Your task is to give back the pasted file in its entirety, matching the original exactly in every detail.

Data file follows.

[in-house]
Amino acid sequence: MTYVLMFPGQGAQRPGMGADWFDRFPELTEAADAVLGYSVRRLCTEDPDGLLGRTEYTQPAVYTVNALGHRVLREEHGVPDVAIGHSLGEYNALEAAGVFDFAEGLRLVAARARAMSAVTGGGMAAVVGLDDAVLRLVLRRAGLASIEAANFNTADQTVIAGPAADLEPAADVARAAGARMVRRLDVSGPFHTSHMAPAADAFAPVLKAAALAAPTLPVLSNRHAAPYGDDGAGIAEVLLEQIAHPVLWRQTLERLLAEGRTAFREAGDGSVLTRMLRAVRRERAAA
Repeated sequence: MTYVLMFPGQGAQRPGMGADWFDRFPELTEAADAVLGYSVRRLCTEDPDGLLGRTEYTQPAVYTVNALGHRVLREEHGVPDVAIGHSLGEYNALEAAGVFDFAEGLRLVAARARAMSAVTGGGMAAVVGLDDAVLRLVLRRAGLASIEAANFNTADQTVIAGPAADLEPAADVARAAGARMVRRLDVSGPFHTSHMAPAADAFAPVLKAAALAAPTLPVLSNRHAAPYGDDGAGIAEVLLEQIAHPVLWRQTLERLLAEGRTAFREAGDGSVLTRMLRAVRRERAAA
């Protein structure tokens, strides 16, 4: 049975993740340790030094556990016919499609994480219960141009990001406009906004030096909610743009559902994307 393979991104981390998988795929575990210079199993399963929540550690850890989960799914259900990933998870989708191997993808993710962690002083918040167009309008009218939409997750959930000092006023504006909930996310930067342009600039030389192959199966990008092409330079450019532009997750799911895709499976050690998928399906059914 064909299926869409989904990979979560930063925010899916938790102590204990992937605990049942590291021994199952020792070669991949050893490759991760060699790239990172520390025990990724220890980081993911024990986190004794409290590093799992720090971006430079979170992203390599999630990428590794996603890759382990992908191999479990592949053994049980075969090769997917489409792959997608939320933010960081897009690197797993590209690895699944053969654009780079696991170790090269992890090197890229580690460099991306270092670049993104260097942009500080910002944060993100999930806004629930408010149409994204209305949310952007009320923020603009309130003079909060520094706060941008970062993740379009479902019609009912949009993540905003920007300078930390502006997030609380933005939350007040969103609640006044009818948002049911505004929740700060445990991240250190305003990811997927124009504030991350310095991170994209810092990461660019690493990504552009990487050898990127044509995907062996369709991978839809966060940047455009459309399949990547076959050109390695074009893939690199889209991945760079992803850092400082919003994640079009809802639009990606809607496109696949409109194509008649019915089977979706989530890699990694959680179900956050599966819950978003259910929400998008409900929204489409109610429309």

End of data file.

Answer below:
[in-house]
Amino acid sequence: MTYVLMFPGQGAQRPGMGADWFDRFPELTEAADAVLGYSVRRLCTEDPDGLLGRTEYTQPAVYTVNALGHRVLREEHGVPDVAIGHSLGEYNALEAAGVFDFAEGLRLVAARARAMSAVTGGGMAAVVGLDDAVLRLVLRRAGLASIEAANFNTADQTVIAGPAADLEPAADVARAAGARMVRRLDVSGPFHTSHMAPAADAFAPVLKAAALAAPTLPVLSNRHAAPYGDDGAGIAEVLLEQIAHPVLWRQTLERLLAEGRTAFREAGDGSVLTRMLRAVRRERAAA
Repeated sequence: MTYVLMFPGQGAQRPGMGADWFDRFPELTEAADAVLGYSVRRLCTEDPDGLLGRTEYTQPAVYTVNALGHRVLREEHGVPDVAIGHSLGEYNALEAAGVFDFAEGLRLVAARARAMSAVTGGGMAAVVGLDDAVLRLVLRRAGLASIEAANFNTADQTVIAGPAADLEPAADVARAAGARMVRRLDVSGPFHTSHMAPAADAFAPVLKAAALAAPTLPVLSNRHAAPYGDDGAGIAEVLLEQIAHPVLWRQTLERLLAEGRTAFREAGDGSVLTRMLRAVRRERAAA
């Protein structure tokens, strides 16, 4: 049975993740340790030094556990016919499609994480219960141009990001406009906004030096909610743009559902994307 393979991104981390998988795929575990210079199993399963929540550690850890989960799914259900990933998870989708191997993808993710962690002083918040167009309008009218939409997750959930000092006023504006909930996310930067342009600039030389192959199966990008092409330079450019532009997750799911895709499976050690998928399906059914 064909299926869409989904990979979560930063925010899916938790102590204990992937605990049942590291021994199952020792070669991949050893490759991760060699790239990172520390025990990724220890980081993911024990986190004794409290590093799992720090971006430079979170992203390599999630990428590794996603890759382990992908191999479990592949053994049980075969090769997917489409792959997608939320933010960081897009690197797993590209690895699944053969654009780079696991170790090269992890090197890229580690460099991306270092670049993104260097942009500080910002944060993100999930806004629930408010149409994204209305949310952007009320923020603009309130003079909060520094706060941008970062993740379009479902019609009912949009993540905003920007300078930390502006997030609380933005939350007040969103609640006044009818948002049911505004929740700060445990991240250190305003990811997927124009504030991350310095991170994209810092990461660019690493990504552009990487050898990127044509995907062996369709991978839809966060940047455009459309399949990547076959050109390695074009893939690199889209991945760079992803850092400082919003994640079009809802639009990606809607496109696949409109194509008649019915089977979706989530890699990694959680179900956050599966819950978003259910929400998008409900929204489409109610429309």